When the New York Times is repeatedly bullied into rewriting headlines and forced to beg forgiveness for publishing Sen. Tom Cotton’s (R-AR) op-ed, it’s no longer a newspaper.
How did the New York Times get to a point where it is forced to publicly grovel for forgiveness in a humiliating Twitter thread for publishing a perfectly reasonable opinion piece? All Tom Cotton called for in that op-ed was law and order in the streets and the use of the military if necessary — something this country has done numerous times in the past.
Well, this is what happens when you are no longer a national newspaper and instead a newsletter for the far-left.
And this was the inevitable outcome for a newspaper that refused to fix its bias issues…
Once the Internet made it possible for outsiders to 1) expose media bias and 2) offer alternatives to biased media, news outlets like the New York Times really only had one option if they wanted to survive with their integrity intact, and that was to fix its bias issues, was to become better at delivering news and information without pushing an agenda. Unfortunately…
The Times just couldn’t do that. In fact, as the Internet allowed alternative media to become a bigger and bigger challenge against the hegemony of all these biased outlets, these biased outlets (CNN, NBC, NPR, Washington Post, etc.) became worse, became belligerently biased.
And then the implosion occurred.
The Times became so disgustingly biased, so outrageously antagonistic and bigoted against anyone right-of-center, they lost all those readers. Those of us who used to tolerate that front page bias because the paper still offered excellent reporting and prose… We just couldn’t take it anymore, especially after the Times’ reporting became so unreliable.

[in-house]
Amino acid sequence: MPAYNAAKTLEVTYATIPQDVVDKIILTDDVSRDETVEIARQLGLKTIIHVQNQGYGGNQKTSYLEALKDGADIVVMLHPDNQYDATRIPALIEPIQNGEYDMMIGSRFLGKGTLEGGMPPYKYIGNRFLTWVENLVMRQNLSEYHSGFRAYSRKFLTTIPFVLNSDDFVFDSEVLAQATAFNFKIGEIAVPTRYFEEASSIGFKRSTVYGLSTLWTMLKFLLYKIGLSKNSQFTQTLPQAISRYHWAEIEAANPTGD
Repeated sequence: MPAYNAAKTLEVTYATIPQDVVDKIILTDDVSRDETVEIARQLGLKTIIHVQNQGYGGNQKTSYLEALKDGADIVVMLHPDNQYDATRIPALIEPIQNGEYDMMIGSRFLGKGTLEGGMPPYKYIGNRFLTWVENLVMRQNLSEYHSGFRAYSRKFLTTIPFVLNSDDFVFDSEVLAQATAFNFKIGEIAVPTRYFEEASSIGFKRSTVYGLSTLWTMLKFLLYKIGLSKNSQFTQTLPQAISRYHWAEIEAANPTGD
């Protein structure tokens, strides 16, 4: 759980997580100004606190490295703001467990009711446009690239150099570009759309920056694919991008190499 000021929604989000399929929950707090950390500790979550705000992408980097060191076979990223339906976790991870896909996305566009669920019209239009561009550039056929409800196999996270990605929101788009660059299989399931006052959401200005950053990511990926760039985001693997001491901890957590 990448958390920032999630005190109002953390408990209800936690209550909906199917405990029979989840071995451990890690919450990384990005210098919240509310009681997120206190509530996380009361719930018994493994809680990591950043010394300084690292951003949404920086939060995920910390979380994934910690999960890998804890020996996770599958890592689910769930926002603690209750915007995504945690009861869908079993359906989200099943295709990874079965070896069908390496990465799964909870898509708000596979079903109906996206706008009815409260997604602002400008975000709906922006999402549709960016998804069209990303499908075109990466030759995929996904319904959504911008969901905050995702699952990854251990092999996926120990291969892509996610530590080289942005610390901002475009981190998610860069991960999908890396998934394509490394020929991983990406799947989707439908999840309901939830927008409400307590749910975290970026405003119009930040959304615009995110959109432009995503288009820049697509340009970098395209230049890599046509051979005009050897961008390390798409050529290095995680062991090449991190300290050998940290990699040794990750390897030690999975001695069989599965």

So how does a news outlet stay alive when it’s alienated and trolled away 75 percent of its potential customer base?
Well, all the Times could do at that point was to desperately grab hold of the remaining 25 percent, and that’s when the tail begins to wag the dog.
Right now, as advertising revenues dry up for the dinosaur media, the Times has one lifeline and only one lifeline, and that’s subscriptions. What’s keeping that bloated company afloat for now is a measly five million subscribers.
But who are those subscribers?
People on the far left. Which means…
In order to hold on to its far-left subscriber base, the Times has to keep that base happy or face financial ruin.
And when you’re dealing with the intolerant, cancel-happy, blacklisting, don’t-tell-us-what-we-don’t-want-to-hear left, the only way to keep them happy is to tell them what they want to hear. And what the left want to hear is the never-ending swan song of reassurance that they are absolutely right about everything.
And because the left’s agenda comes before all else, the left are certainly not interested in truthful reporting.
For example, even though it’s a lie, the left demands the Times report Trump colluded with Russia because the left want the public to believe Trump colluded with Russia. The Times’ subscriber base want propaganda, not facts — and that’s exactly what the Times gave them for three years; the lies their subscribers demanded be told.
Further, if the Times refuses to spread lies or dares to report something inconvenient to the left’s agenda; if the Times doesn’t write headlines in the way the far-left wants them written; if the Times dares to allow an unapproved opinion on its back pages, the Times knows the far-left have the power to cancel it, to blacklist it, to put it out of business. So…
So even from within the radical tail wags the dog.
This is true for almost all of the establishment media as well, which is why the only influence they have left is to scream fire and create chaos. But even that wolf-crying influence will eventually wane, especially now we know the coronavirus lockdown (and the destruction of our economy) was premised on lies, especially for those under 50, especially now that the media have helped light dozens of Democrat-run cities on fire.
You can only scream FIRE! for so long before people stop running for the exits.